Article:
The wooden barrel itself is unlined, save for the metal insert which is threaded to receive the section and engage with the cap. It seems roomy and well finished on the inside, with no visible splinters or cracks.

All in all, the example I received seems well finished, with no rough edges or bad joints. This has been my typical experience with Jinhao, and I am amazed they can make them for the price they are sold.

I don’t post my pens, but the inner threads of the cap – even though they’re plastic – would not be kind on the wood of the barrel over time, I suspect. I briefly tried though, and the cap seems to be firmly held by the friction, if that’s your thing.

OK, so to illustrate my assertion that I can indeed stop any time I like, I’ll call that it for this post and talk about the Jinhao 95 in a separate outing to the keyboard. Until next time…

Polyamory is wrong!

9 01 2022

I just started to read The Prodigal Tongue by Lynne Murphy. She’s an American academic living in the UK (Specifically England actually) and writes from an interesting perspective. She acknowledges the often unproven or even plain wrong sentiments by many Brits that “Americanisms” are diluting the language, but gently shows examples of how in reality many examples are simply the language naturally evolving. On occasion the “Americanisms” turn out to be from Australia or New Zealand which I appreciated as they’re often ignored as places perfectly capable of generating their own variants of language (or yeast extract).

Prodigal Tongue by Lynne Murphy. Source – Book Depository

Anyway – only just started, but I thought I’d share the following:

Polyamory is wrong!
It is either multiamory or polyphilia but mixing Greek and Latin roots?

More fun and games here.


15 12 2021

WordPress tell me they’ve been hosting these humble scratchings on my behalf for a whole decade now. I’m a little taken aback by that, to be honest. It seems only a couple of weeks ago that my very good friend suggested I write a blog as a means of expressing myself and dealing with what Capote’s Ms Golightly calls the mean reds.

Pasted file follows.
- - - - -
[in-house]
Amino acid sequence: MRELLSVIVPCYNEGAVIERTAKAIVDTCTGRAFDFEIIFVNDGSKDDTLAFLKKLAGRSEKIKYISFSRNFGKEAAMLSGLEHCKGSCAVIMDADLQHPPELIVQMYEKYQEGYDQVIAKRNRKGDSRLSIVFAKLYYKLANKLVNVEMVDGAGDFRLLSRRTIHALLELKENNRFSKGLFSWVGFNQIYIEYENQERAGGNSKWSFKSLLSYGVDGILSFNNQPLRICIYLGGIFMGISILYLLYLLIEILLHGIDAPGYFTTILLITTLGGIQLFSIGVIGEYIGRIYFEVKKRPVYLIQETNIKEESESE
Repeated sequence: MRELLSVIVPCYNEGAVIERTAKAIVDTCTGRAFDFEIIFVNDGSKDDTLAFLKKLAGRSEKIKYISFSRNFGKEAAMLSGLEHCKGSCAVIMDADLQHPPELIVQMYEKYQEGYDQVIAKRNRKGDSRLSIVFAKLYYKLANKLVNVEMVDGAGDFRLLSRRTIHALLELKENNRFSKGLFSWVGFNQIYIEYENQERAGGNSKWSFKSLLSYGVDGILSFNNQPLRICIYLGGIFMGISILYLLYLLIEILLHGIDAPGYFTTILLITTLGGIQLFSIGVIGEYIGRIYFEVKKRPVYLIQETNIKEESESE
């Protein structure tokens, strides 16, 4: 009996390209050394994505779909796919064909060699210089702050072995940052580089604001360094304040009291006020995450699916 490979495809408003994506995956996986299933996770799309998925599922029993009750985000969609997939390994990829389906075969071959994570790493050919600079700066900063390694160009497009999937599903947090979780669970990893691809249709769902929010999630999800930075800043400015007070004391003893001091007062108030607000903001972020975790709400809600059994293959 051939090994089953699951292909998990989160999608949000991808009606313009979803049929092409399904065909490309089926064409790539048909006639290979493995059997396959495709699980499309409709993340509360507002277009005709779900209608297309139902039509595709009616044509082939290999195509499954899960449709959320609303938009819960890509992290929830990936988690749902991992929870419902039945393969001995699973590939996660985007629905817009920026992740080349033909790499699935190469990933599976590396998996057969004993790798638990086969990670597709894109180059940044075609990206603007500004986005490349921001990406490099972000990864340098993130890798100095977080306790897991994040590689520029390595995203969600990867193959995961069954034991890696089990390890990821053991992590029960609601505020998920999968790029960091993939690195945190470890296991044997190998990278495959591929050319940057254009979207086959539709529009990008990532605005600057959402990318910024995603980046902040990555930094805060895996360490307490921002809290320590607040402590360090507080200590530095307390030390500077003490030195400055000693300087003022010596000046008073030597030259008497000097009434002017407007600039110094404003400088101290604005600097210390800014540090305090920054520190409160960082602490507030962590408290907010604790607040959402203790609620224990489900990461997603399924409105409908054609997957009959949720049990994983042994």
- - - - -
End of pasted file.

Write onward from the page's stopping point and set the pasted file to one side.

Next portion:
Gratuitous photo of VanDusen Festival of Lights 2021

We were on a business trip to Brazil at the time… my first time to South America, and where I discovered caipirinhas. And so, on 13th December 2011 I put finger to keyboard and became a blogger… whatever that meant!

My fist tentative toe-dip was called So Many Opinions, So Little Time…, and re-reading it just now I am embarrassed. Yes, by the arrogance I displayed and still share with any blogger: that someone else might actually read their musings; yes by the clumsy anti-French jibes so common of those jealous of others (especially their skill in bread baking); but most egregiously… for the typo. Yup, I misspelt “metric” 10 years ago and never noticed. Perhaps if someone had ever actually read the page in the intervening decade, I might have felt the pressure to address the issue! Now, I think it needs to remain – a testament to my total lack of sexual encounters given. But shorter.

But hey – this is therapy, so blog on I did. For a total (thus far) of 1,101 postings, or about one every 3 days. Which, considering I “dried up” from February 2018 to May 2020 isn’t that bad as a method of self expression (though often the expression was one of total confusion and denial)! I guess COVID was a factor in my 2020 rekindled interest in self-expression, but who knows? Who, for that matter, cares?

The interwebs, we are told, are kitten-powered. I loathe cats. They’re vindictive little buggers and would smother you and eat you for breakfast if they thought they could. In fact, here in BC, cougars can and occasionally do.

Cats – see? Give me a dog any day… and talking of that, here’s a gratuitous photo of my ex-dog back in Christmas 2012 when the idea of a clown being president or a return to the horrors of a global pandemic the likes of which haven’t been seen since the Spanish Flu 100 years ago seemed laughable.

If you got this far – I thank-you. It’s strangely comforting to know that there are others out there who will read almost anything, just on the off-chance they may learn something new or have an opinion changed or at least questioned. Here’s to the next decade… if we haven’t set the world on fire by then!

It’s normal, right?

27 11 2021

As I got older, and strived to get wiser, I came to realise that “normal” is a much-misused word when applied to a group of items with constantly changing characteristics.

People, say.